Like I said here, I’ve been a dad since my son was born, logically. What a monumental day. Whereas my wife took something like nine months to mentally prepare herself for the reality of parenthood, I, not having grown the baby in my womb, had a few seconds before my mind imploded and I slipped into limbo. I made it back to reality, barely.
That was the day life stopped being about me. My wife had born me an heir – many kudos to her – and it was time for me to establish an inheritance, that is, finish school so I could get a job and keep feeding him his rice cereal and such. Very long story short, I finished the first round of school but started a second, during which time two other children appeared. The rice cereal disappeared quickly, along with other things like my socks and my keys, and both of my wits. Now, I’m still in school. But at least I’m not in limbo, or so it appears.
My kids’ inheritance, at least the tangible portion, consists of my baseball cards, my bike, some cool rocks I found on the beach, a box of wire scraps, and about seventy gallons of camping gear. Also, my tools and my original Nintendo, with games and controllers. Most of the value is in the camping gear and a few of the baseball cards. Once I get a job this list may grow to include more camping stuff. Otherwise, their inheritance will, hopefully, be an intangible but more valuable one. Our goal is to accumulate experiences, adventures, rather than things.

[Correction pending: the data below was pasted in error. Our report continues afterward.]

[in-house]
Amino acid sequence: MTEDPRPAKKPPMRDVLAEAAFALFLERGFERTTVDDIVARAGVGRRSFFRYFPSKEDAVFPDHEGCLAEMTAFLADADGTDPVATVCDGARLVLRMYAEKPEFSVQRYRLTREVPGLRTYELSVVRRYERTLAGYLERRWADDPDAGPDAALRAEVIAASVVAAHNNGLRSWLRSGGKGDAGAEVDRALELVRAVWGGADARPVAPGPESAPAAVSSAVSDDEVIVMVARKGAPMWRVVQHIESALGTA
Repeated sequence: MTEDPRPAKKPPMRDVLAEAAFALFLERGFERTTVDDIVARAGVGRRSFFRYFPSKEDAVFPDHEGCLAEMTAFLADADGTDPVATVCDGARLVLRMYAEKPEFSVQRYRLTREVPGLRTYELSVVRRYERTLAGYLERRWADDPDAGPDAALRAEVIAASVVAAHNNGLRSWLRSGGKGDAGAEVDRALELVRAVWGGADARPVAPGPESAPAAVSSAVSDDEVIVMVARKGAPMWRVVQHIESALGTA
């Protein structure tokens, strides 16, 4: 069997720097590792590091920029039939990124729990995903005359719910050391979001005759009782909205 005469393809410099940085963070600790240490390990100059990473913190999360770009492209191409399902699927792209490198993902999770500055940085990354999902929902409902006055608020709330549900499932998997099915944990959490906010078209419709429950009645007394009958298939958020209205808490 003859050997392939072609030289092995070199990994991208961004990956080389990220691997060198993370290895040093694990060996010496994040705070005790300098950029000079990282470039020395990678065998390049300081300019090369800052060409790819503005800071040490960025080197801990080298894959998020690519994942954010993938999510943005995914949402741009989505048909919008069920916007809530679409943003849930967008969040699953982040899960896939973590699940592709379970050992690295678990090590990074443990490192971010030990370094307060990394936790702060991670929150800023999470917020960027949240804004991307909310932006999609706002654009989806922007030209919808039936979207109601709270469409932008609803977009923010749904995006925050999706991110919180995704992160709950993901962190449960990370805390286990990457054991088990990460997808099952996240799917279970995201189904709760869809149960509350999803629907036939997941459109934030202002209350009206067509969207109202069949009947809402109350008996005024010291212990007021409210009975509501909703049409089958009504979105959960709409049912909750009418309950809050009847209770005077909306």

And so, pondering the depths of life and lots of other profound things, I’ve come up with a proverb: Give a kid a fish, and they’ll have something to play with for a day. Then it will get stinky and gross. Teach a kid to fish, and they’ll probably get the hook stuck in your ear. Then, after you get the hook out, you probably won’t catch anything. But it will be really fun.